Calling Out Around the World. A Motown Reader - Ed. Kingsley Abbott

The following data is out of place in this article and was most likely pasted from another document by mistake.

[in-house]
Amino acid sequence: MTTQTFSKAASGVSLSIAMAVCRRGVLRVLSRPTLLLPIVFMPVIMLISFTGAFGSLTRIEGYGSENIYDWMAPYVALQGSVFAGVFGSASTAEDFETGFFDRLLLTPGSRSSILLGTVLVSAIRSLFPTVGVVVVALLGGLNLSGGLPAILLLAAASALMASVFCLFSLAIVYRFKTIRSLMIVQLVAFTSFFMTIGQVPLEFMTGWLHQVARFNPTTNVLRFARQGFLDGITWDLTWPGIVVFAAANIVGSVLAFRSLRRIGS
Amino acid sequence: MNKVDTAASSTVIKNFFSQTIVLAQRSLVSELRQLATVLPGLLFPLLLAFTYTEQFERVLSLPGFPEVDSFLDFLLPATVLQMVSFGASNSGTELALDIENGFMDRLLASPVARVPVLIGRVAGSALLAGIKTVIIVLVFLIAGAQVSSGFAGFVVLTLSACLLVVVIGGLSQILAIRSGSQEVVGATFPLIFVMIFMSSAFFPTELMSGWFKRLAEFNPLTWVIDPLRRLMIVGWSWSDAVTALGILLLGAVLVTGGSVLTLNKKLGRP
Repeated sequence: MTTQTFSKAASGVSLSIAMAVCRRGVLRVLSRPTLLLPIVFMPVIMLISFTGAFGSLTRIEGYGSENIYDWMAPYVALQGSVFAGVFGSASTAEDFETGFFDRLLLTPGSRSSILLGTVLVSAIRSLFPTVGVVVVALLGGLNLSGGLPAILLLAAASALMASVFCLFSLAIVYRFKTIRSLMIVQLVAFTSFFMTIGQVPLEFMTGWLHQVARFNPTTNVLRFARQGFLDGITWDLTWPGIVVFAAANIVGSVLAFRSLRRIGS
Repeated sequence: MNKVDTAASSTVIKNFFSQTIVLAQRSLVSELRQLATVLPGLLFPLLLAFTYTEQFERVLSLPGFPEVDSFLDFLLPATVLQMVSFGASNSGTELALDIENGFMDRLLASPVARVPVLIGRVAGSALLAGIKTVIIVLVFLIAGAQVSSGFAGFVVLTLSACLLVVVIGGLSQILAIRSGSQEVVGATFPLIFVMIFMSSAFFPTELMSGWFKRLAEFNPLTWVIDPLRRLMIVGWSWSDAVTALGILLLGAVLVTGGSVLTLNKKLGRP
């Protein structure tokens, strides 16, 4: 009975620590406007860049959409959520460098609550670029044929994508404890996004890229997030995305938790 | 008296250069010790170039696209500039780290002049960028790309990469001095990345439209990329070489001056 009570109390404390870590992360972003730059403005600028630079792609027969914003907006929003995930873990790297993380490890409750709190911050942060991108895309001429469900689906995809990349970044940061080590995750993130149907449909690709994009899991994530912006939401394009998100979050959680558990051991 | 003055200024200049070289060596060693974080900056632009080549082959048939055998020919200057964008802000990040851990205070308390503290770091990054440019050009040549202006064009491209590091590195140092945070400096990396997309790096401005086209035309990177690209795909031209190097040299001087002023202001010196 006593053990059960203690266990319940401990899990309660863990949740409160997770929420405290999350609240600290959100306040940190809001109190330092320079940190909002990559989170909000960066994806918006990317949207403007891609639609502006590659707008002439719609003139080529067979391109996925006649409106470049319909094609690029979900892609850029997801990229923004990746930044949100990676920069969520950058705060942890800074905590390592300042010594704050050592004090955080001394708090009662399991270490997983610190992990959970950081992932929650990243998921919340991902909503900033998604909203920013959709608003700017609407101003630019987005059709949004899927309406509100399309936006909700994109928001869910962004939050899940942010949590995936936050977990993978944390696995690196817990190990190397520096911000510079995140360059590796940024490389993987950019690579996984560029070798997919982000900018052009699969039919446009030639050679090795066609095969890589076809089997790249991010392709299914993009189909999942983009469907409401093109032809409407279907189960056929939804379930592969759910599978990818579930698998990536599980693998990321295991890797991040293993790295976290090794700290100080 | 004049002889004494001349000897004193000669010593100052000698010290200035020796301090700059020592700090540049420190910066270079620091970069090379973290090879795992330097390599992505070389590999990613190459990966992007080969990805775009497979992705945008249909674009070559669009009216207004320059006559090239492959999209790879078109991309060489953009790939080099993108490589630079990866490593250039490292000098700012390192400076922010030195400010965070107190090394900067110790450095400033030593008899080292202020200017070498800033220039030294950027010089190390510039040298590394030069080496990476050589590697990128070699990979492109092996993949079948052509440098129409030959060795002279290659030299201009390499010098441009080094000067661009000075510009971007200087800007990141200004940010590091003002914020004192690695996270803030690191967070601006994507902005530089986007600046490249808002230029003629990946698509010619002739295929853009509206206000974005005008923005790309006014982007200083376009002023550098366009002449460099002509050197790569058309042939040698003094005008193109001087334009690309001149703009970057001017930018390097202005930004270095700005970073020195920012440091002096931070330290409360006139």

In the sixties, Berry Gordy's Motown label totally revolutionised black music, causing seismic shifts that transformed the entire pop world. With its own studios, in-house producers, in-house songwriting teams and the great house band, the Motown hitmaking machine became synonymous with smooth, melodic soul, what Berry called "The Sound of Young America," and made stars of Marvin Gaye, Stevie Wonder, Smokey Robinson, Michael Jackson and The Supremes. As well as profiles of all the major artists in the Motown roster, and label supremo Gordy himself, Calling Out features in-depth articles on the legendary hit factory songwriting partnerships such as Holland-Dozier-Holland, portraits of key musicians like James Jamerson and new interviews with many behind-the-scenes players. It also includes essays on the sociological impact of the label on sixties' America, Motown and civil rights and the much derided Charm school, where blues and gospel singers learnt to behave in a way that would appeal to "good white folks." Contributors include top critics like Dave Marsh, Geri Hirshey, Richard Williams and John Rockwell. Featuring a foreword by Martha Reeves and a full discography of UK Motown releases, this is the most thorough investigation yet into how a tiny, mafia-funded indie label from middle America could dominate the pop charts of the era - all around the world. Kingsley Abbott is editor of the acclaimed and recently reprinted Back to the Beach: A Brian Wilson and the Beach Boys Reader, described by Mojo as "essential reading" (paperback, new).